“This is for all communities, not just for the API community,” Pan added.
A New ‘Office Of Racial Equity’
The proposal includes an Office of Racial Equity, which Pan introduced earlier this year as part of Senate Bill 17 to address longstanding structural racism. The bill acknowledges both the United States’ and California’s role in enforcing and drafting racist, exclusionary policies.
Ting said that the office’s creation would help the state government confront the reality that systemic racism has been happening in this country since its inception.
“We understand how we got to this point in time only if we can really look at our history,” he said.
To Kulkarni, the budget isn’t just about the rise of violence against Asian and Pacific Islander communities in the wake of COVID-19 and acknowledging systemic racism. It’s about showing the state is committed to supporting the needs of a population that makes up nearly 16% of California’s population. Still, there are no Pacific Islander legislators in the API Legislative Caucus.
In light of this, Tavae Samuelu, the executive director at Empowering Pacific Islander Communities, said she hopes funding will be distributed in a way that “authentically and meaningfully includes Pacific Islanders.”
Native Hawaiians and Pacific Islanders in California face the highest COVID-19 death rates of all other racial and ethnic groups.
Samuelu wants funds to go to grassroots groups, such as EPIC, that have helped keep Pacific Islanders alive during the pandemic.
“Although the state is reopening tomorrow, we will be responding to COVID-19 for years to come,” she said.
Investing In Community Research
The API plan also includes $10 million for a quarterly, online, in-language survey that would examine the experiences, needs and barriers of Asian American and Pacific Islander adults. There is also spending to look at education gaps, including within the Asian American and Pacific Islander umbrella. For example, in California, only 19% of Laotian adults had a bachelor’s degree in 2019, compared to 74% of Asian Indians.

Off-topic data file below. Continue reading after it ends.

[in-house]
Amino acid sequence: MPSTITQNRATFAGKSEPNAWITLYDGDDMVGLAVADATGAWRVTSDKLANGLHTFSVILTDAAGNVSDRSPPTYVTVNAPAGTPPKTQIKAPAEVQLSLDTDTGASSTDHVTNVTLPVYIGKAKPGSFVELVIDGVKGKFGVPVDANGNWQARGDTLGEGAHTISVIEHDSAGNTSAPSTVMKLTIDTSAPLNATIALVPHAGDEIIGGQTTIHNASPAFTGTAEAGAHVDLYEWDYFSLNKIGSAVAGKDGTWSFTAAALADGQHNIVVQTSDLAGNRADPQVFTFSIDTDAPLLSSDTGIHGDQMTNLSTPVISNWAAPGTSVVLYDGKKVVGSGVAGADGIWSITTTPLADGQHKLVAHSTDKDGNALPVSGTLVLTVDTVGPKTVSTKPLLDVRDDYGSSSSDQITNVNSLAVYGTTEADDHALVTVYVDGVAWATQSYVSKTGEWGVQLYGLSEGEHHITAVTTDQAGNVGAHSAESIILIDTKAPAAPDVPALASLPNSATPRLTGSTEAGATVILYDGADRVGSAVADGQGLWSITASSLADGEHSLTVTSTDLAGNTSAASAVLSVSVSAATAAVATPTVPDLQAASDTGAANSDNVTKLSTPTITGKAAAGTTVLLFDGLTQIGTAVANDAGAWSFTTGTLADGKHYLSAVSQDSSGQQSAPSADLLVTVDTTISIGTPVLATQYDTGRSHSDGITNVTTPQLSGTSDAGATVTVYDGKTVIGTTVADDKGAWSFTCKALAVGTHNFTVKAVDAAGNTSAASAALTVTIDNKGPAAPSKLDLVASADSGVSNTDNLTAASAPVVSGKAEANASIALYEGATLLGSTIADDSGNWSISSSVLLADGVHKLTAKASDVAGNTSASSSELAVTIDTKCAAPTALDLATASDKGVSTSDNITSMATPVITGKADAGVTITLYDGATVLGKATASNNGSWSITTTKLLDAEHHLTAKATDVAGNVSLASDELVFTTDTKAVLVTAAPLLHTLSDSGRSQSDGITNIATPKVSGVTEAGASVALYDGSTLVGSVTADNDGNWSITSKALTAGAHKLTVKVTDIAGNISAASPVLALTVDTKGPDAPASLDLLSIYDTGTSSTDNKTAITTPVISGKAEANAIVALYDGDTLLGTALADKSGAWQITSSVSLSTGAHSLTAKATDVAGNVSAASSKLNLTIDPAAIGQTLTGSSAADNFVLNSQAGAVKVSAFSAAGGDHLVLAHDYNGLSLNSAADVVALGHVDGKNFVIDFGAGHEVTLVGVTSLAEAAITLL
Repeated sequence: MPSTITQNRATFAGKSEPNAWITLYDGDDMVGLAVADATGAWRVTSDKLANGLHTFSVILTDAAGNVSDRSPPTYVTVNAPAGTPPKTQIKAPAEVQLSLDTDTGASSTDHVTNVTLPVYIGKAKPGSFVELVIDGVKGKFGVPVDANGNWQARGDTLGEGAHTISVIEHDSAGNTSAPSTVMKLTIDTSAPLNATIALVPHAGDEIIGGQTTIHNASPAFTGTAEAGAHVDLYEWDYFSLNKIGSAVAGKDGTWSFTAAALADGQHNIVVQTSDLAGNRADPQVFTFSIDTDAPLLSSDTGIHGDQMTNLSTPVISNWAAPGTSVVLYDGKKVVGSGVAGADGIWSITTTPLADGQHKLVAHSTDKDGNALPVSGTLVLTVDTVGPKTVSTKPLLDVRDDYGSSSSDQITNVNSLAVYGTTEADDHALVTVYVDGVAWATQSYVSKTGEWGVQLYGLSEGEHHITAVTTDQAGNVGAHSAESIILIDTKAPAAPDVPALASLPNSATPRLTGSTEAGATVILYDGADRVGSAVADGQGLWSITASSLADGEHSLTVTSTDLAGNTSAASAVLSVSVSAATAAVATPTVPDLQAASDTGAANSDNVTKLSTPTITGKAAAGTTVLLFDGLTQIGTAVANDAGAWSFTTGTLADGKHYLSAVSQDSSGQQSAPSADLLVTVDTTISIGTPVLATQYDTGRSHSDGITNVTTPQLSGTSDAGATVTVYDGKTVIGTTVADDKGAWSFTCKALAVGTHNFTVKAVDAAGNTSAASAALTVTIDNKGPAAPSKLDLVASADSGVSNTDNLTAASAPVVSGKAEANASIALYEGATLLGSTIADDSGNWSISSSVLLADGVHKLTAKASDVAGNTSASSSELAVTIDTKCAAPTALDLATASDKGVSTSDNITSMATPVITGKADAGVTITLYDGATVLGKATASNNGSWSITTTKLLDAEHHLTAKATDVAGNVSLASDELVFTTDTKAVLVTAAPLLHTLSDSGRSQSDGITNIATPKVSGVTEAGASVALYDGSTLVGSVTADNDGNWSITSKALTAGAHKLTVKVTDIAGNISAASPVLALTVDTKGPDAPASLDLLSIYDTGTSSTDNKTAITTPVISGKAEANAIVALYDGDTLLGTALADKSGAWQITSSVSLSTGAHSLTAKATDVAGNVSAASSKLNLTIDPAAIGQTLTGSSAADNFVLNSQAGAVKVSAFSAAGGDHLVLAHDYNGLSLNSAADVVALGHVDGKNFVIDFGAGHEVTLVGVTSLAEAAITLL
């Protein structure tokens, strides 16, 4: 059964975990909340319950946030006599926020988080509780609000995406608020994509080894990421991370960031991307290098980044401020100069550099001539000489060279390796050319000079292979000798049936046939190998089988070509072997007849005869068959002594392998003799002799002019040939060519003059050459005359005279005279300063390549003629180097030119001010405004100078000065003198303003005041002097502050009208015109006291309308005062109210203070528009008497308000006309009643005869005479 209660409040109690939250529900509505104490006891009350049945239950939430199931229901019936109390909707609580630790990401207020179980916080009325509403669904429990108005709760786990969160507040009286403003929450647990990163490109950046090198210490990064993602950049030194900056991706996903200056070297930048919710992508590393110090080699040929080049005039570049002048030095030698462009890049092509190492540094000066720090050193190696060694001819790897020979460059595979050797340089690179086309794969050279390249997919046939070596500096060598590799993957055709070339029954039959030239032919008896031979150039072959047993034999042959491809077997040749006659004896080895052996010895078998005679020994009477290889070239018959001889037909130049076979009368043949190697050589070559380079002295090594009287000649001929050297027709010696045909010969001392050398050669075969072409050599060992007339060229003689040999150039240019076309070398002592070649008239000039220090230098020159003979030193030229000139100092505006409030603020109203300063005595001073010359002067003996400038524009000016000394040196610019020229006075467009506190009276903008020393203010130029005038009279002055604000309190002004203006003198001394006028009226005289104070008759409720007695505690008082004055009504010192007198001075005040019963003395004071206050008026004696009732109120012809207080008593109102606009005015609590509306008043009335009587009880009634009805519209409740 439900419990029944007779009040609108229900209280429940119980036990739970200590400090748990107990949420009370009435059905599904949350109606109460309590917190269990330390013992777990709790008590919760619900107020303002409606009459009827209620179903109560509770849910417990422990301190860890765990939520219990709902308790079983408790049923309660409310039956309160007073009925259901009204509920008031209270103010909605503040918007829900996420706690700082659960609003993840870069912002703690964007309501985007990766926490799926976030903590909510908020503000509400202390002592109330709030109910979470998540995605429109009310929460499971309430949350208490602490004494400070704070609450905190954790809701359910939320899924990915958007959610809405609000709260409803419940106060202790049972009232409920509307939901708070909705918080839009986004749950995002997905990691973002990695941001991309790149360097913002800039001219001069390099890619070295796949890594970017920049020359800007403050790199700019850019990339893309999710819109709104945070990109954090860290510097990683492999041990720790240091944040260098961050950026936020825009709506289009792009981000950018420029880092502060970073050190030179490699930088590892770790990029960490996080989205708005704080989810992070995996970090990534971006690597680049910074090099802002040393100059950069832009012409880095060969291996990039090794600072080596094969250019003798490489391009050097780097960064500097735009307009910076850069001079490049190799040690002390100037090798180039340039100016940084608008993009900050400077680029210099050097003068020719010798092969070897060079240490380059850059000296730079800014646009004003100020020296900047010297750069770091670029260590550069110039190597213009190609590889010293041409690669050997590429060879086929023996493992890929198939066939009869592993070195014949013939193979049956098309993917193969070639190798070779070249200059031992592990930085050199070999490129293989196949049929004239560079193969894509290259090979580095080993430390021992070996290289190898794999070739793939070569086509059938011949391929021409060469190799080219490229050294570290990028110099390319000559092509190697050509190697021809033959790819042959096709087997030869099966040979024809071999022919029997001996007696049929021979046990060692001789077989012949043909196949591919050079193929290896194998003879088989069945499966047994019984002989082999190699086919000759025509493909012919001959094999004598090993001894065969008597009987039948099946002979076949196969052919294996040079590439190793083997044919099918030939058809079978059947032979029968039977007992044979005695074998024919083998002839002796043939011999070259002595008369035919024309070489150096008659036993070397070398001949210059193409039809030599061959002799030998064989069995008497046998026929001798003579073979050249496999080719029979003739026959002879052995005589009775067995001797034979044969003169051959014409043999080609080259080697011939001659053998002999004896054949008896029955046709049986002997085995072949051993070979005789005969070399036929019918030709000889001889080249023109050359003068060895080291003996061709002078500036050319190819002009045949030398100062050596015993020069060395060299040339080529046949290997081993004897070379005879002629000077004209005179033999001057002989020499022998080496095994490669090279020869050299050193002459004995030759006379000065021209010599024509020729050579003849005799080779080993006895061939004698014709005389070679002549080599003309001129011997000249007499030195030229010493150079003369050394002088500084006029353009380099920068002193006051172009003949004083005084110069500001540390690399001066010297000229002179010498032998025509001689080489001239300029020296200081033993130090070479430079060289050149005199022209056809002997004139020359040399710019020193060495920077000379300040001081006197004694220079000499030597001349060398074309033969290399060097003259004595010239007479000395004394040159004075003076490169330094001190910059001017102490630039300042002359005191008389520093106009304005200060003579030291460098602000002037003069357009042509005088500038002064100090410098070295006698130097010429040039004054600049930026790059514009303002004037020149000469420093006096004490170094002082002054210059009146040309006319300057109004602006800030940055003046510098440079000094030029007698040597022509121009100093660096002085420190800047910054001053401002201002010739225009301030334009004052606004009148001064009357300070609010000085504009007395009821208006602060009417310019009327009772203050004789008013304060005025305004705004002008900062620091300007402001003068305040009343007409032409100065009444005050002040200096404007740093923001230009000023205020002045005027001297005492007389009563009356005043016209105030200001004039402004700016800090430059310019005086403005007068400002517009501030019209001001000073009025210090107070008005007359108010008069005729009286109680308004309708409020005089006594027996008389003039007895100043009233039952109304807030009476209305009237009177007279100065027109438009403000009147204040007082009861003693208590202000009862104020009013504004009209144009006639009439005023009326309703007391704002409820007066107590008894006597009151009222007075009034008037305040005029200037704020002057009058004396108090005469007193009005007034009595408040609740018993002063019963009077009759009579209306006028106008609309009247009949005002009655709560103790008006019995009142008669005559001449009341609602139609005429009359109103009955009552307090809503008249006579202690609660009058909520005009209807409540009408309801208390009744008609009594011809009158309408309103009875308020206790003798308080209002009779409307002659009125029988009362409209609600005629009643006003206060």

Dr. Robyn Rodriguez, founder of the Bulosan Center for Filipino Studies, thinks that the state should consistently make this sort of research a budget priority.
“The failure of our institutions to disaggregate data so that we can really understand the complexities of each of our communities’ struggles makes it almost impossible for us to be able to really be seen,” she said.
Samuelu with EPIC said that another important component of seeing and serving Asian American and Pacific Islanders, many of whom learned English as a second language, is making sure that they receive in-language help.
“It’s about knowing that language is about translating concepts and not words, and there are some concepts that only exist in our language,” Samuelu said. “We want to make sure our elders feel like they can say those things.”
Funding in the budget also creates an “Interpreter Corps” to assist Asian American and Pacific Islanders in their languages.
The Democratic budget proposal gained approval from the Senate and Assembly on Tuesday, but it still needs approval from Gov. Gavin Newsom. The governor reads all proposals as they reach his desk, but doesn’t publicly comment on them.
State lawmakers have until June 30, the end of California’s fiscal year, to negotiate with Newsom and finalize a budget.